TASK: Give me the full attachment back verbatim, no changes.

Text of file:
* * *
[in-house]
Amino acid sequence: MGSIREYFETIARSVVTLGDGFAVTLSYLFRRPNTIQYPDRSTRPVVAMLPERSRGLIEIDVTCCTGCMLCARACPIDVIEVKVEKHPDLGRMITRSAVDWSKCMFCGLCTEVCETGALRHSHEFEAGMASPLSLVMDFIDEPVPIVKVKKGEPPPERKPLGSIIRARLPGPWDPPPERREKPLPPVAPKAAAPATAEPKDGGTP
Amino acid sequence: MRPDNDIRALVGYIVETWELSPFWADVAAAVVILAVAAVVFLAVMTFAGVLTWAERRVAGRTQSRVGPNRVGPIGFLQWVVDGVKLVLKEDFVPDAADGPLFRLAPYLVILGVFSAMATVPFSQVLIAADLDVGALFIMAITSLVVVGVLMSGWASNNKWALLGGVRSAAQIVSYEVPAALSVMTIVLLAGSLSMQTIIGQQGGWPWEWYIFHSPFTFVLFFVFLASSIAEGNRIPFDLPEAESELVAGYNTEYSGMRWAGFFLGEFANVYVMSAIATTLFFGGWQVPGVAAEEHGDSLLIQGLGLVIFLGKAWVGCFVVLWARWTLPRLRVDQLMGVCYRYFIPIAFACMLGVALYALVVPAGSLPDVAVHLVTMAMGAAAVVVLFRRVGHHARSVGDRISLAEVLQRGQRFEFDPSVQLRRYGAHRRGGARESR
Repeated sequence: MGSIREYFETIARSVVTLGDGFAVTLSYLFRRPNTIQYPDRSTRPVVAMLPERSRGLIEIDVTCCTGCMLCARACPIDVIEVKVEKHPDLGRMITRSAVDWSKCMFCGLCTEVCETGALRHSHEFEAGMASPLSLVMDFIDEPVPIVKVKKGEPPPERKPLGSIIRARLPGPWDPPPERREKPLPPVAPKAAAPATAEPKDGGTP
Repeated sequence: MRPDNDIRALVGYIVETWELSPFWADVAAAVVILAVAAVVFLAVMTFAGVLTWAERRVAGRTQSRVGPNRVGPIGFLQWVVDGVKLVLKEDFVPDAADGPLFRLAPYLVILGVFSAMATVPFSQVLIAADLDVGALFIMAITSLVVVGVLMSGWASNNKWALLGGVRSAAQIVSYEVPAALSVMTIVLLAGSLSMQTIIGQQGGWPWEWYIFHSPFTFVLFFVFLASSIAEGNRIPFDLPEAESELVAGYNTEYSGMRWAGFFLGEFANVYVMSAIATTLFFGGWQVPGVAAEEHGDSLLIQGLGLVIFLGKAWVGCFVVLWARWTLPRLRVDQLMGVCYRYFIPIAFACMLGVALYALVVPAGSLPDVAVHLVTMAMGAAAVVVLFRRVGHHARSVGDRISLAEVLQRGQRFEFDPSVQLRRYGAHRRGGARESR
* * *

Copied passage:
[in-house]
Amino acid sequence: MGSIREYFETIARSVVTLGDGFAVTLSYLFRRPNTIQYPDRSTRPVVAMLPERSRGLIEIDVTCCTGCMLCARACPIDVIEVKVEKHPDLGRMITRSAVDWSKCMFCGLCTEVCETGALRHSHEFEAGMASPLSLVMDFIDEPVPIVKVKKGEPPPERKPLGSIIRARLPGPWDPPPERREKPLPPVAPKAAAPATAEPKDGGTP
Amino acid sequence: MRPDNDIRALVGYIVETWELSPFWADVAAAVVILAVAAVVFLAVMTFAGVLTWAERRVAGRTQSRVGPNRVGPIGFLQWVVDGVKLVLKEDFVPDAADGPLFRLAPYLVILGVFSAMATVPFSQVLIAADLDVGALFIMAITSLVVVGVLMSGWASNNKWALLGGVRSAAQIVSYEVPAALSVMTIVLLAGSLSMQTIIGQQGGWPWEWYIFHSPFTFVLFFVFLASSIAEGNRIPFDLPEAESELVAGYNTEYSGMRWAGFFLGEFANVYVMSAIATTLFFGGWQVPGVAAEEHGDSLLIQGLGLVIFLGKAWVGCFVVLWARWTLPRLRVDQLMGVCYRYFIPIAFACMLGVALYALVVPAGSLPDVAVHLVTMAMGAAAVVVLFRRVGHHARSVGDRISLAEVLQRGQRFEFDPSVQLRRYGAHRRGGARESR
Repeated sequence: MGSIREYFETIARSVVTLGDGFAVTLSYLFRRPNTIQYPDRSTRPVVAMLPERSRGLIEIDVTCCTGCMLCARACPIDVIEVKVEKHPDLGRMITRSAVDWSKCMFCGLCTEVCETGALRHSHEFEAGMASPLSLVMDFIDEPVPIVKVKKGEPPPERKPLGSIIRARLPGPWDPPPERREKPLPPVAPKAAAPATAEPKDGGTP
Repeated sequence: MRPDNDIRALVGYIVETWELSPFWADVAAAVVILAVAAVVFLAVMTFAGVLTWAERRVAGRTQSRVGPNRVGPIGFLQWVVDGVKLVLKEDFVPDAADGPLFRLAPYLVILGVFSAMATVPFSQVLIAADLDVGALFIMAITSLVVVGVLMSGWASNNKWALLGGVRSAAQIVSYEVPAALSVMTIVLLAGSLSMQTIIGQQGGWPWEWYIFHSPFTFVLFFVFLASSIAEGNRIPFDLPEAESELVAGYNTEYSGMRWAGFFLGEFANVYVMSAIATTLFFGGWQVPGVAAEEHGDSLLIQGLGLVIFLGKAWVGCFVVLWARWTLPRLRVDQLMGVCYRYFIPIAFACMLGVALYALVVPAGSLPDVAVHLVTMAMGAAAVVVLFRRVGHHARSVGDRISLAEVLQRGQRFEFDPSVQLRRYGAHRRGGARESR